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Critically endangered snail doing well in Abel Tasman

Critically endangered snail doing well in Abel Tasman

A survey of carnivorous land snails in the Abel Tasman National Park has found a critically endangered species is much more widespread than previously thought.

The Rhytida oconnori snail is found at only two sites in New Zealand, in the Abel Tasman and at Parapara Peak in Golden Bay. Department of Conservation biodiversity ranger Mike Ogle says proof the critically endangered snail is more prevalent in the Park than earlier thought is great news.

“To put this in context, if the Rhytida oconnori had feathers it would be the equivalent of a kakapo as they are both classified nationally critical. Imagine finding you had 20% more kakapo than thought, people would be popping the champagne corks,” he says.

DOC undertook the survey as part of Project Janszoon’s work to restore the ecology of the Abel Tasman National Park. Project Janszoon wanted to better understand the distribution of both the Rhytida oconnori and Powelliphanta hochstetteri hochstetteri (P. h. hochstetteri).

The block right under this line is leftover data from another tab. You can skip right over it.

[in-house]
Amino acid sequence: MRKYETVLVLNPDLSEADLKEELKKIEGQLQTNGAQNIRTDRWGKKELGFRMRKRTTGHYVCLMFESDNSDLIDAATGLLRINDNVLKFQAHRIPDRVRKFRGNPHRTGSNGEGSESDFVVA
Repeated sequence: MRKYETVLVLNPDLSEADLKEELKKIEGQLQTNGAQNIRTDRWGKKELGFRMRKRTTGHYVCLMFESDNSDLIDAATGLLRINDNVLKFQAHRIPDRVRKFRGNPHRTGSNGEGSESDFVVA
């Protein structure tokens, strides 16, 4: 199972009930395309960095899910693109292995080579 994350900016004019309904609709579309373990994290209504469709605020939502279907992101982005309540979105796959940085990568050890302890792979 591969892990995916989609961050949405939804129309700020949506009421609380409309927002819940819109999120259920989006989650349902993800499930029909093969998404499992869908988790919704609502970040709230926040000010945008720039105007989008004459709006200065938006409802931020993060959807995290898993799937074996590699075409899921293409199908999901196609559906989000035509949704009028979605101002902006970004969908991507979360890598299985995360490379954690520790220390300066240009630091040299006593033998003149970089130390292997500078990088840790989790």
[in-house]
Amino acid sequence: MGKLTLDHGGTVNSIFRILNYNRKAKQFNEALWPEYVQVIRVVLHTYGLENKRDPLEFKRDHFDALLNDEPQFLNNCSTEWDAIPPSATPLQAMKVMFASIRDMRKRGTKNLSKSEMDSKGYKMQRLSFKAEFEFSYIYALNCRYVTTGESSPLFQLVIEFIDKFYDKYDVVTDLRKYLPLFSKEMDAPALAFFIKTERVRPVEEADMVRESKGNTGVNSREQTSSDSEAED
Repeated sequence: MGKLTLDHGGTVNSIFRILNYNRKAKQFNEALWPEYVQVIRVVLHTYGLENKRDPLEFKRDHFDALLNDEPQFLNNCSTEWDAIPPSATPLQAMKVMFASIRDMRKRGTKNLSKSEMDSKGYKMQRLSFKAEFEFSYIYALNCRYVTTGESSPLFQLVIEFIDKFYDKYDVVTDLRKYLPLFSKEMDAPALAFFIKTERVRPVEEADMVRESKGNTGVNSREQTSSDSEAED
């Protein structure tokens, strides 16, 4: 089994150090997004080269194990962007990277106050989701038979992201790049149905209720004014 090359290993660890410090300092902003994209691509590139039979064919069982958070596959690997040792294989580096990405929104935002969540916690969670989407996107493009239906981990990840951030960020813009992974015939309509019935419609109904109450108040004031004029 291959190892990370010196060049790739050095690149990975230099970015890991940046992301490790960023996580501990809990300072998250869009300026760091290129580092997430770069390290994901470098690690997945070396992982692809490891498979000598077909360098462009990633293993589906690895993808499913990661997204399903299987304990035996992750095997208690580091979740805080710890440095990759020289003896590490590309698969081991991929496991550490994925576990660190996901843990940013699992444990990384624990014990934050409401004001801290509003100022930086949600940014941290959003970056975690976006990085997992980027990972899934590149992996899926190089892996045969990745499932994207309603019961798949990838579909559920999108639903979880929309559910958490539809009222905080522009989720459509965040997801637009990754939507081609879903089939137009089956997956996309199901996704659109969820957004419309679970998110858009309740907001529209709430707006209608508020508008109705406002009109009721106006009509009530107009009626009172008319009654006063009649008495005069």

“These snails are not like your common garden snails. Powelliphanta snails are large with deep rich mahogany and gold colouring, many with attractive patterns. With Rhytida oconnori the beauty is on the inside as its inner shell is like glossy mother of pearl,” says Mike Ogle.

While historically R.oconnori would have had a wider distribution, as recently as 1998 this snail was reported as having been reduced to surviving within a 1km radius of Pages Saddle near Harwoods Hole. However this survey found evidence of the land snail up to 9km east and north-east of this area, with most south and west of Awaroa estuary. The nationally vulnerable P. h. hochstetteri was found further east and west than previously thought. A further positive surprise was finding a high number of P. h. hochstetteri shells at Waterfall Creek, an area previously considered to be probably out of its range.

Both species are vulnerable to predators with the R. oconnori being smaller with a more fragile shall than the P.hochstetteri. The survey found rats were the most common predator.

Project Janszoon Operations Manager Andrew Macalister says this survey has highlighted the need to extend predator control in the Park.

“People do get a thrill from encountering land snails and they are a really important part of our natural heritage. This information will be used when we are planning our predator control in these areas,” he says.

Previous studies have shown numbers of both snails are in decline. DOC is planning to do some more intensive snail monitoring in the area.

ENDS


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